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Third pole darkening affects local and remote climates, finds study
Owing to global warming effects, the Tibetan Plateau (TP) region has experienced drastic changes in its land surface, characterized by melting glaciers, loss of snow cover, and vegetation greening. These, in turn, have led to a darkening of the land surface, characterized by a lower surface albedo and higher absorption of shortwave radiation.
This has resulted in increased surface temperatures, contributing to the surface darkening. However, the climatic and glaciological effects of such darkening over the TP have not been assessed or quantified.
Against this backdrop, an international team of researchers, led by Prof. Shilong Piao from the Institute of Tibetan Plateau Research at the Chinese Academy of Sciences and the new Third Pole Environment (TPE) leader, set out to investigate how surface darkening over the TP would impact regional as well as remote climates in Asia.
Their study was published in Nature Communications.
"Given that the darkening trend of the TP is likely to continue in a warmer future, it is critical to close the knowledge gap on how it will influence the climate and glacier volume in the TP as well as in other remote regions," explains Prof. Piao.
The team adopted a high-resolution land-atmosphere global climate model (LMDZOR) and an open global glacier model (OGGM) to study the impact of TP surface darkening under a high-emission scenario. With this setup, they conducted two "experiments" to track the changes. The first was a control experiment with the present albedo values, while the second was a scenario experiment with future albedo values over the TP.
Furthermore, they used LMDZOR-simulated near-surface precipitation and air temperatures to drive the OGGM for predicting the albedo-induced glacier melting by the end of the century.
The predictions implied a significant impact of the surface darkening on the surrounding climate. The team's projections estimated a local temperature increase of 0.24 K by the end of the century. This rise in temperature would, in turn, strengthen the TP's thermodynamic forcing, causing hindrance to wind and humidity transport over South Asia but simultaneously propelling moist air from the Bay of Bengal to the Indian subcontinent.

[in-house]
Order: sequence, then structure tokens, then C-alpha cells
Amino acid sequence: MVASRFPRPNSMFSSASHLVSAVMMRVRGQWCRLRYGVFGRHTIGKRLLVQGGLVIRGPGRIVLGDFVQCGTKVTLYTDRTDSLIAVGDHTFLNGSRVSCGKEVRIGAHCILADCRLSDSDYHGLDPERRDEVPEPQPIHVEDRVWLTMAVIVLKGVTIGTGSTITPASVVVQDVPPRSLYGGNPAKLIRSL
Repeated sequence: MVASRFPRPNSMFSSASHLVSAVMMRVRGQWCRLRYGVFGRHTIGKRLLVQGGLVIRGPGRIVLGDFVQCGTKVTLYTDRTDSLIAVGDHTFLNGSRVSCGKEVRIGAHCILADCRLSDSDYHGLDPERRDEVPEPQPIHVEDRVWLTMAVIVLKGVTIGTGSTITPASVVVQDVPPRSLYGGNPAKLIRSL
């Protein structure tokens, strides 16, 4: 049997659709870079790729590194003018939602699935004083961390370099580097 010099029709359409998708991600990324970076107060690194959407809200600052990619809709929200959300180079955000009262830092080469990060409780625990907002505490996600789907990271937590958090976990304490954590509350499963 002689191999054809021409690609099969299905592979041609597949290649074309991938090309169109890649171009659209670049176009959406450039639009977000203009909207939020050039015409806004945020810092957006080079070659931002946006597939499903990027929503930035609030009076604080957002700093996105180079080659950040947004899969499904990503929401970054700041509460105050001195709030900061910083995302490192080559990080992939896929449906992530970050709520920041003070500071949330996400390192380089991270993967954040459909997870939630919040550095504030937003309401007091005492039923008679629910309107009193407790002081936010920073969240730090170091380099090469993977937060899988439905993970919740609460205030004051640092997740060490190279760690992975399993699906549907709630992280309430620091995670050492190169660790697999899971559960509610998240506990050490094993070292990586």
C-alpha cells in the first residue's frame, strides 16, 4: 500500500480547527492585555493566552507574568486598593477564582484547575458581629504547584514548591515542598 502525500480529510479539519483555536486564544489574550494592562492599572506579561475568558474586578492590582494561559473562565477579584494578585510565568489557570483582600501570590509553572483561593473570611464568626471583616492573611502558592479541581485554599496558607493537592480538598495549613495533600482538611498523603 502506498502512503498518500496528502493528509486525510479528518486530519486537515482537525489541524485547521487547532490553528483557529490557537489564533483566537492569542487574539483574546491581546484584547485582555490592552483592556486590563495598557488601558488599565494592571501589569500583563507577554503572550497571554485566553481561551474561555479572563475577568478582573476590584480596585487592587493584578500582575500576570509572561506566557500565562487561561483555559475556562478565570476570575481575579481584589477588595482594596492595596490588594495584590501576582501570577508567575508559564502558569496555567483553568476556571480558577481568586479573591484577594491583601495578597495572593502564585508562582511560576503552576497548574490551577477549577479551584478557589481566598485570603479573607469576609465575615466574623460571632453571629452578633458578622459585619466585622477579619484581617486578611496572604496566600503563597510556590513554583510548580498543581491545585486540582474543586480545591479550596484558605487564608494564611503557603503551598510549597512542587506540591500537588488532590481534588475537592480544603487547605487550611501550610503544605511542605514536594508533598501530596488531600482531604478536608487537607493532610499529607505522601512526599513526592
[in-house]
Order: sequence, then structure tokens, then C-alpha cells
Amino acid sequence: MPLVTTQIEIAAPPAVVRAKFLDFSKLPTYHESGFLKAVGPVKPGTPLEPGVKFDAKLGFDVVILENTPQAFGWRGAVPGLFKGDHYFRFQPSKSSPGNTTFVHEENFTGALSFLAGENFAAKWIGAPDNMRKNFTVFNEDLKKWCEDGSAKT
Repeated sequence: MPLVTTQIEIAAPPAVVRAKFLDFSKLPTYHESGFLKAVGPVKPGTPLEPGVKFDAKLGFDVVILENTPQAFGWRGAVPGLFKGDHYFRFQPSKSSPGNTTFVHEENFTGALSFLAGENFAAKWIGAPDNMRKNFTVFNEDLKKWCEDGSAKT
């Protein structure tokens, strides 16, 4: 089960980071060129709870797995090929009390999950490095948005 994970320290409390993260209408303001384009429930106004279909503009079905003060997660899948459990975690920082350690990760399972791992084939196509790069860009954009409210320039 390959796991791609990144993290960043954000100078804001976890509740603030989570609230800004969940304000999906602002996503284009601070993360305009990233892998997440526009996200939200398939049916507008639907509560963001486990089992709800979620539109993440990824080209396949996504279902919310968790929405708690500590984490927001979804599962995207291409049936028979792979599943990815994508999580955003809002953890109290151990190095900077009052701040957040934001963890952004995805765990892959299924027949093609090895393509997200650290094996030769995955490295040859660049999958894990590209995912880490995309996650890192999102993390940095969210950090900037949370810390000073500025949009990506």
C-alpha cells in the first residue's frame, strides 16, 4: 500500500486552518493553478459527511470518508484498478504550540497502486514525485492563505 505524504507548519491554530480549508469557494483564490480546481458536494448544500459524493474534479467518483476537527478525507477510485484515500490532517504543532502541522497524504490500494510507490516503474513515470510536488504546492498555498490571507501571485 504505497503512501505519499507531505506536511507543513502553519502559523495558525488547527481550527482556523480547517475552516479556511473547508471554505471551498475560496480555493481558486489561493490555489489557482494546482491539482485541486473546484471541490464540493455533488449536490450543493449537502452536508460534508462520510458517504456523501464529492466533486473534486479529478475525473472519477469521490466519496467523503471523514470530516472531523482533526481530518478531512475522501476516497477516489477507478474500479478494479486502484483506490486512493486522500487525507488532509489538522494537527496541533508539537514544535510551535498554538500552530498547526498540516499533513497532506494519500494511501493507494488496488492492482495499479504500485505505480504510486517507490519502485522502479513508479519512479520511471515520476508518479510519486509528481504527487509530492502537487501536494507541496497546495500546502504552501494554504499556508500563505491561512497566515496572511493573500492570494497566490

This, in turn, implied an increase in the monsoon precipitation over South Asian especially Indian subcontinent. Additionally, the local and remote impacts of the surface darkening also included an intensification of the "South Flood-North Drought" pattern in East Asia.
Furthermore, the team noted a 6.9% projected loss in glacier volume (with an estimated increase to 25.2%) along with a significant loss in the western TP region. "These findings underscore the critical impacts of TP surface darkening on the climate and hydrological balances in both local and remote Asian monsoon regions," remarks Prof. Piao.
"With this improved quantitative understanding, our study can help inform policies to reduce the risk of extreme weather events, improve water allocation strategies, and support sustainable development in affected areas. This includes policies for both ecosystem and the human use of freshwater as well as long-term climate policies," he concludes.
More information: Shuchang Tang et al, Regional and tele-connected impacts of the Tibetan Plateau surface darkening, Nature Communications (2023). DOI: 10.1038/s41467-022-35672-w
Journal information: Nature Communications
Provided by Chinese Academy of Sciences